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Gov. Hogan gearing up for Bay battle

 

     We soon may see how much clout GOP Gov. Larry Hogan has in Washington Republican circles.      Last week, the Democratic-run U.S. House upped to $85 million next year’s allocation for the Chesapeake Bay Program.      As we know, the Trump administration wants to gut the Bay program and other watershed restorations around the country. The White House said okay to about $7 million, but no more.

Potomac gives up 376,933 pounds

 

     Giant tires, propane gas tanks and shopping carts bogged down with mud.     Trash-picking volunteers found this trash and more in the littered waters of the Potomac River at the 31st annual Watershed Cleanup. The Alice Ferguson Foundation initiative sent out 9,745 volunteers between mid-March and late-May. They scooped 376,933 pounds of trash into garbage bags.

For 457 Hondurans, Prince Frederick Rotary’s simple solution is salvation

 

      “Water is the driving force of all nature,” Leonardo da Vinci said.       Yet 663 million of us do not have access to safe, clean water, according to thirstproject.org.      In Honduras, 457 people now have access to water that is safe to drink, cook with and bathe in, thanks to a partnership between two Rotary Clubs, Prince Frederick and La Paz, Honduras.

$4,000 to Charting Careers Students

 

     Charting Careers not only mentors underserved Annapolis young people. It also awards scholarships to help them reach their goals. In this its inaugural year as an independent program, it invested close to $4,000 in local teens.

Selling magic for the Fourth

 

    For up to 12 hours, even on the hottest and rainiest days, Mary Larichiuta drifts around TNT Fireworks’ shady tent off Mayo Road in Edgewater. Customers trickle in, leaving her with lots of free time to manage the fireworks under the tent.      She doesn’t get paid commission, just an hourly wage, but the “low-stress” job fills in time between summer and teaching at her middle school.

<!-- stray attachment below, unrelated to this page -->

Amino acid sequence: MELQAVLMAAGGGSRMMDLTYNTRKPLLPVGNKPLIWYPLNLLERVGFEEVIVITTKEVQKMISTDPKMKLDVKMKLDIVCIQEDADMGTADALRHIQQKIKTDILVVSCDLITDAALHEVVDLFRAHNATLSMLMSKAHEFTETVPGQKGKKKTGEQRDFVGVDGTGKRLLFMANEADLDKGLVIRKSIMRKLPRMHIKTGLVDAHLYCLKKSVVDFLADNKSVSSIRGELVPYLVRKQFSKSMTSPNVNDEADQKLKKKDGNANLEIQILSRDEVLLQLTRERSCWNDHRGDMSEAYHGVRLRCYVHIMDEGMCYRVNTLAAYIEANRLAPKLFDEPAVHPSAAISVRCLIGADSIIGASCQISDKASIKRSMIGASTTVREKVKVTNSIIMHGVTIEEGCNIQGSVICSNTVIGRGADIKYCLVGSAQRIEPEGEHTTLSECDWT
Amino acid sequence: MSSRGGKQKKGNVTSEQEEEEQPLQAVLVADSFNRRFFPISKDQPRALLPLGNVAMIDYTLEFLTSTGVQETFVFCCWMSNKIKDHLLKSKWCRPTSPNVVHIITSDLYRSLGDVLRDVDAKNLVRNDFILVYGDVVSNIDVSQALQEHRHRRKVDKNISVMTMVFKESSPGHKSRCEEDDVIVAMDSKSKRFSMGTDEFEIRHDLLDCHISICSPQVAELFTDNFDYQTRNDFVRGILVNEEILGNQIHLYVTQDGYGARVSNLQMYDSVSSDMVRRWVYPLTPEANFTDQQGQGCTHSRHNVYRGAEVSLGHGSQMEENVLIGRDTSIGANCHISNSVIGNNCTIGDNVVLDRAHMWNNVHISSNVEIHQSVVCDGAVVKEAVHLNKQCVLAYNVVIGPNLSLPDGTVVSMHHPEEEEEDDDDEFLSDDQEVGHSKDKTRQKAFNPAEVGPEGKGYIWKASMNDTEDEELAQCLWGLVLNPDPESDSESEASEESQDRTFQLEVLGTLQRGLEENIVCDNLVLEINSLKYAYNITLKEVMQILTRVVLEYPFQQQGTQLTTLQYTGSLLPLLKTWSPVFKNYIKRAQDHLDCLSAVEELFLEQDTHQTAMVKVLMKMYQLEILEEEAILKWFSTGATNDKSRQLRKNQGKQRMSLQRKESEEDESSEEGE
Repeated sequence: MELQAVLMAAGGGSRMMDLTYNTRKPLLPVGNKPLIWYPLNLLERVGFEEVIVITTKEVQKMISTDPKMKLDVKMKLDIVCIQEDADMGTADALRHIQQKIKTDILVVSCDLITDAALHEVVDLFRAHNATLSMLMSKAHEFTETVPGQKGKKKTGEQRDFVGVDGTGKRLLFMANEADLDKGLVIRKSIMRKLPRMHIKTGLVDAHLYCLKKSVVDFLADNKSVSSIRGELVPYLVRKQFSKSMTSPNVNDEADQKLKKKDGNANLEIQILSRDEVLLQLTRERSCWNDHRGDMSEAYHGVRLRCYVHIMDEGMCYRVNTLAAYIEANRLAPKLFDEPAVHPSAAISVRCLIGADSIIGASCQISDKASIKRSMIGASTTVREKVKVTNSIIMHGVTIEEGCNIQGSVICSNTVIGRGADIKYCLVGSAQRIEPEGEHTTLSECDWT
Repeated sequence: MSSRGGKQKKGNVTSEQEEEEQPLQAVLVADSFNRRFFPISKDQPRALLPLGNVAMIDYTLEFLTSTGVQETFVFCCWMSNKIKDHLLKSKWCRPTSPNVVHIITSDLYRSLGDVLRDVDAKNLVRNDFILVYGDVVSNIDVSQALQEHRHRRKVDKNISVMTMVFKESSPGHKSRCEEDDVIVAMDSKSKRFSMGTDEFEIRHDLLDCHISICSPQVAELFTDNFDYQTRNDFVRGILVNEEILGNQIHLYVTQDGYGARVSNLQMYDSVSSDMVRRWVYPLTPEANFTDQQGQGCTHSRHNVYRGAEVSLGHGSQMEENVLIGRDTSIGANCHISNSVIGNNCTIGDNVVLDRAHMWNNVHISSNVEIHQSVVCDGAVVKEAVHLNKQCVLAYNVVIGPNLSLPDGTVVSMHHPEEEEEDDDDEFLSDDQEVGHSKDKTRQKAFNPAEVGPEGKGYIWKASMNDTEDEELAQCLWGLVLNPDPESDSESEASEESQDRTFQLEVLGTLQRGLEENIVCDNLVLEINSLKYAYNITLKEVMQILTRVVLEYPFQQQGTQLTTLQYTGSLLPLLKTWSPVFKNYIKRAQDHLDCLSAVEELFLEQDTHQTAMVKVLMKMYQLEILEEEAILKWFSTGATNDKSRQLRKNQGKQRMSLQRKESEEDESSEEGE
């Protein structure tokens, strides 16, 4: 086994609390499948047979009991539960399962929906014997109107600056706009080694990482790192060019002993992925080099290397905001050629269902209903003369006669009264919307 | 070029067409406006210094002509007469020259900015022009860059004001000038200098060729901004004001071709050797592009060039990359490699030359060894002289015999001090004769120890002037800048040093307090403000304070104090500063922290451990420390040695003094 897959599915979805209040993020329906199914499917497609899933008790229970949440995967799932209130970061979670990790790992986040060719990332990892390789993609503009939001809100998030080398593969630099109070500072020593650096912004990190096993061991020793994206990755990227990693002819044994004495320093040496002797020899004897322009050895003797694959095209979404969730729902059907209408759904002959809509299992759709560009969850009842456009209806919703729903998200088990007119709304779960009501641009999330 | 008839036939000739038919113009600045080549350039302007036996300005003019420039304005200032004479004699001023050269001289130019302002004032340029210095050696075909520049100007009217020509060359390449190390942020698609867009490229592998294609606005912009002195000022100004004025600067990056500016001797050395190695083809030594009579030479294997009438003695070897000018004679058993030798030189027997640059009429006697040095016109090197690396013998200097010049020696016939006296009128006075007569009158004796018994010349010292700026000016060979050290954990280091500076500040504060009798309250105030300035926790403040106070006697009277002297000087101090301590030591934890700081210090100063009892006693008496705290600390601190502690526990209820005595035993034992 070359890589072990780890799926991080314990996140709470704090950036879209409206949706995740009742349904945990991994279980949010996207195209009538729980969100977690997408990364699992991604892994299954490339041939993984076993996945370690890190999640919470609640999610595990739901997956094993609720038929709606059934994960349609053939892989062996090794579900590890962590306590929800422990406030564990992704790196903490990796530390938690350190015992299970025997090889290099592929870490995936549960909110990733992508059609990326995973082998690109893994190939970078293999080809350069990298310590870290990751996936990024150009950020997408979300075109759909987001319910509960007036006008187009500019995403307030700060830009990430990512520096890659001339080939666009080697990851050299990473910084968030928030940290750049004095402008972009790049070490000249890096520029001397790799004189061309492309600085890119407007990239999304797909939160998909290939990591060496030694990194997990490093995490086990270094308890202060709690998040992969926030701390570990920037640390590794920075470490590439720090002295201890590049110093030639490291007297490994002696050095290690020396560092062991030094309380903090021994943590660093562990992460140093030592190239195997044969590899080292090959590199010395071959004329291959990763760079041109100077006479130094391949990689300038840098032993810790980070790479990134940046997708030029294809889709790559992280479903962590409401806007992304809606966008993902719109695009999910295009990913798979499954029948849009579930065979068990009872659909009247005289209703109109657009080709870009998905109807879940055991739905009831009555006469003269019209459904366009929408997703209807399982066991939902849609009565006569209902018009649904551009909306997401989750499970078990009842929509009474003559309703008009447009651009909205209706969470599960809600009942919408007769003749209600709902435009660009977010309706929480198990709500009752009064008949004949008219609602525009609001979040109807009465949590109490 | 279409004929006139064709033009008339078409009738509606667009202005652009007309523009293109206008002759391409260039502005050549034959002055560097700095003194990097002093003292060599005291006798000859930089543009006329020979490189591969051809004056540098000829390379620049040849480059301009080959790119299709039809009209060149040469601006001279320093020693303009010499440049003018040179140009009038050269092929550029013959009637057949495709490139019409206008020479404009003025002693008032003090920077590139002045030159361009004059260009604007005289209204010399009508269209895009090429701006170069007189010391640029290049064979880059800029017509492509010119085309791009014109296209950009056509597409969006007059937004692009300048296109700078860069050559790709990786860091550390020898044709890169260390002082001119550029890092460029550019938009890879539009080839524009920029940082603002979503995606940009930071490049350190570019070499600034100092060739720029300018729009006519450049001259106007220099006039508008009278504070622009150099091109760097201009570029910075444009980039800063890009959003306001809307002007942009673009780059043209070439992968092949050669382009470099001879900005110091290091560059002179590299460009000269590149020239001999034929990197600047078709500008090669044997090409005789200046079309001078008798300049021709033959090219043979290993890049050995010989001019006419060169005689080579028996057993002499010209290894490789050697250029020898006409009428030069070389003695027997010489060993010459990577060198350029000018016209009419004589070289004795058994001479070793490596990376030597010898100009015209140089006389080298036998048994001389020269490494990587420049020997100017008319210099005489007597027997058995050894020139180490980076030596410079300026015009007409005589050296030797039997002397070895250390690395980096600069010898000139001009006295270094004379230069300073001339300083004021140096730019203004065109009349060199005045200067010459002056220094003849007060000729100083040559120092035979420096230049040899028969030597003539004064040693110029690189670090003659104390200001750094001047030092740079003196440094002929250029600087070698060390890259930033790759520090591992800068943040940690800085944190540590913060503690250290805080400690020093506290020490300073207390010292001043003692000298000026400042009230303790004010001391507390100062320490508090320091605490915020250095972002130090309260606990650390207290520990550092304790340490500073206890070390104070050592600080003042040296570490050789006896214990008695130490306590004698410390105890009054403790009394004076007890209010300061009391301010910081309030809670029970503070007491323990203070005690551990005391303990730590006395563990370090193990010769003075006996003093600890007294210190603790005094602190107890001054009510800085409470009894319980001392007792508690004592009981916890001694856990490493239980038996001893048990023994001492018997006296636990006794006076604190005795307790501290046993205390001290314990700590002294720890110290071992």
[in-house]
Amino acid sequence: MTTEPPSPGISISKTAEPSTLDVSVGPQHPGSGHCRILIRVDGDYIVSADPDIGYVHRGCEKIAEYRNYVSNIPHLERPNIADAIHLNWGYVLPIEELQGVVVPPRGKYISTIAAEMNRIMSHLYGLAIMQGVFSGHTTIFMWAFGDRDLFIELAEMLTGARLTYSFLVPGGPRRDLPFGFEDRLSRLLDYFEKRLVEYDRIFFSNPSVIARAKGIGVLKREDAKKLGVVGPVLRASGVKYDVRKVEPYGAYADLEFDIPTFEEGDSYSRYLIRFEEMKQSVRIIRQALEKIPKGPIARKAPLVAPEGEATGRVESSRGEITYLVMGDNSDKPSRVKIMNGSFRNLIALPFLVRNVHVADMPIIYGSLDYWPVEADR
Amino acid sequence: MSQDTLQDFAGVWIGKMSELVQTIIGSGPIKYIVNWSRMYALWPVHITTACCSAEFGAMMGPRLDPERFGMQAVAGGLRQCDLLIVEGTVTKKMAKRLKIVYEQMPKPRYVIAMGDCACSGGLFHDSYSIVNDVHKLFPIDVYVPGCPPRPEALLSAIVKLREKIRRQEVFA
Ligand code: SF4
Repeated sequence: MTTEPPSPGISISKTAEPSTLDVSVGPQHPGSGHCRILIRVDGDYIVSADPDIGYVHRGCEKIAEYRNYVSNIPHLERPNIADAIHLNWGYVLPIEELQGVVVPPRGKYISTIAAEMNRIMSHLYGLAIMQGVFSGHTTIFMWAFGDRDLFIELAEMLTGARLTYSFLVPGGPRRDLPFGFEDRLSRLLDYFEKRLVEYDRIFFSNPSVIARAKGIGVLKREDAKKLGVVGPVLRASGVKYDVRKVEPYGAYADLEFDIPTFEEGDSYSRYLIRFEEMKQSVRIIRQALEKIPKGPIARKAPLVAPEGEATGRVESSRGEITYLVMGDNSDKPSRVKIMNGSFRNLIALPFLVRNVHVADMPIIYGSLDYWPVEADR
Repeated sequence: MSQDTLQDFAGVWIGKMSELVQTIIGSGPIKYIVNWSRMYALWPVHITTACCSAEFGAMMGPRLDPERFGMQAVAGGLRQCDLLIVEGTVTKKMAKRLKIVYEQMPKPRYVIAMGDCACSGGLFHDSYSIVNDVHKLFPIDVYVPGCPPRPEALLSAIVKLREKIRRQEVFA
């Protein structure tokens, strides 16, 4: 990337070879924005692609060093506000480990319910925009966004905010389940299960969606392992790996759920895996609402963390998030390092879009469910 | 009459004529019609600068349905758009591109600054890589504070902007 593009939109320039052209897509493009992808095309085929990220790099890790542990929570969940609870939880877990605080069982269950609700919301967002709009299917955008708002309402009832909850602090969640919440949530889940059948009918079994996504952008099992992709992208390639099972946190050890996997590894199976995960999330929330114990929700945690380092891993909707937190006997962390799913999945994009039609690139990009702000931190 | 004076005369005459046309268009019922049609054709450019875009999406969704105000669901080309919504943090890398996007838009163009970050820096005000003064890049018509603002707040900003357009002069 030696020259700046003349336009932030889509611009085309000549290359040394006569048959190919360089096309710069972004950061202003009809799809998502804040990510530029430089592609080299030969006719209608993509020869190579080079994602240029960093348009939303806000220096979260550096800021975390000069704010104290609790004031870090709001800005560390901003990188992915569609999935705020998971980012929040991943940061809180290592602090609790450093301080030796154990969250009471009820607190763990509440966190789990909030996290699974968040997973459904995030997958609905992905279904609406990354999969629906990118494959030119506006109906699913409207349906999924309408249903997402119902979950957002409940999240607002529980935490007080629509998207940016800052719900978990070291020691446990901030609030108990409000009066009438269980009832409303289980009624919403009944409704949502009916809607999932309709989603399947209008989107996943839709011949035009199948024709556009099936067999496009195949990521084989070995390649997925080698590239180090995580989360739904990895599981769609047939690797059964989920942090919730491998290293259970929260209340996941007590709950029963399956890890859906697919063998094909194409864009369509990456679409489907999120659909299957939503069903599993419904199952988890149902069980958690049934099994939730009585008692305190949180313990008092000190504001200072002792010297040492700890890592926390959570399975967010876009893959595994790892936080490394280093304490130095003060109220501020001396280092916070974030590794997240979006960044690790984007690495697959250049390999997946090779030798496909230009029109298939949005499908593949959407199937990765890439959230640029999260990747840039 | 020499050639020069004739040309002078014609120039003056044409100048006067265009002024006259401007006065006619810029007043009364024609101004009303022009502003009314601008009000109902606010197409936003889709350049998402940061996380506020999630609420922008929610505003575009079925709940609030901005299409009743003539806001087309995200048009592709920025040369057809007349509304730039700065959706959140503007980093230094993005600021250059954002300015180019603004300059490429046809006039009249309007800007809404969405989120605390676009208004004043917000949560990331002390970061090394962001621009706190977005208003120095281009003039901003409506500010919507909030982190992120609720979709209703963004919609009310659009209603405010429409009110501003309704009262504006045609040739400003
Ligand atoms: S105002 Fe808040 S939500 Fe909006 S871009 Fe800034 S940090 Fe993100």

Thunderstorms on the Bay

 

      Our Chesapeake Bay is not among the world’s most dangerous places to sail. It is not the Somali coast or Cape Horn. But in an instant, a peaceful outing can confirm the old saying that sailing is often hours of boredom punctuated by moments of terror.

Carnivorous plants latest Maryland transplant

     Nearly 150 years ago, Charles Darwin wrote a book about carnivorous plants that included sketches of the tentacles they use to trap insects.       That evolution has taken a while to reach us. Now, climate change is the likely culprit. The first insect-eating plant has been discovered on the Eastern Shore near Nassawango Creek in Worcester County.
Connect History to Life Racial justice essay contest 

Maryland testing digital license plates

      Will the Maryland Department of Transportation unscrew license-plate tradition? Digital plates that resemble electronic tablets are now in a two-year trial run on 20 test vehicles.      Maryland is one of the first states on the East Coast to enter the pilot program. Arizona, California and Michigan already allow the technology.

We’re meeting our reduction goals, Bay Foundation says

     Of the six Bay states, Maryland, Pennsylvania and Virginia produce roughly 90 percent of the pollution.     To control Bay pollution, the EPA Chesapeake Clean Water Blueprint of 2010 sets limits for nitrogen, phosphorus and sediment. By 2025, all Bay jurisdictions must have in place the practices and policies necessary to meet the Bay’s pollution limits.